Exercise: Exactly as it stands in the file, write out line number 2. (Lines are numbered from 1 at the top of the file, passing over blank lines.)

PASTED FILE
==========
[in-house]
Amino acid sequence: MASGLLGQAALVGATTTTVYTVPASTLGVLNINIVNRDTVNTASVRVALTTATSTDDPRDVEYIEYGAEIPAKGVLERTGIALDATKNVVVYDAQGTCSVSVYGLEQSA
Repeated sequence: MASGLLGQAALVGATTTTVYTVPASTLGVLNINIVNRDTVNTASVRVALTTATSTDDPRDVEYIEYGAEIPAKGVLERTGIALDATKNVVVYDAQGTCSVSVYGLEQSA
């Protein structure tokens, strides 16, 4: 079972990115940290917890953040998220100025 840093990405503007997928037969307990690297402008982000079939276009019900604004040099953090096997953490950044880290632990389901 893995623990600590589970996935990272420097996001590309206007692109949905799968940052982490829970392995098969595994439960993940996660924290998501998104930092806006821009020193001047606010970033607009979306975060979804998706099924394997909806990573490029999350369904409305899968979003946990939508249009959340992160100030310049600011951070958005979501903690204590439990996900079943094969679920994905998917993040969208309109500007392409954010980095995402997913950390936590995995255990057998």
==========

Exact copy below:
Amino acid sequence: MASGLLGQAALVGATTTTVYTVPASTLGVLNINIVNRDTVNTASVRVALTTATSTDDPRDVEYIEYGAEIPAKGVLERTGIALDATKNVVVYDAQGTCSVSVYGLEQSA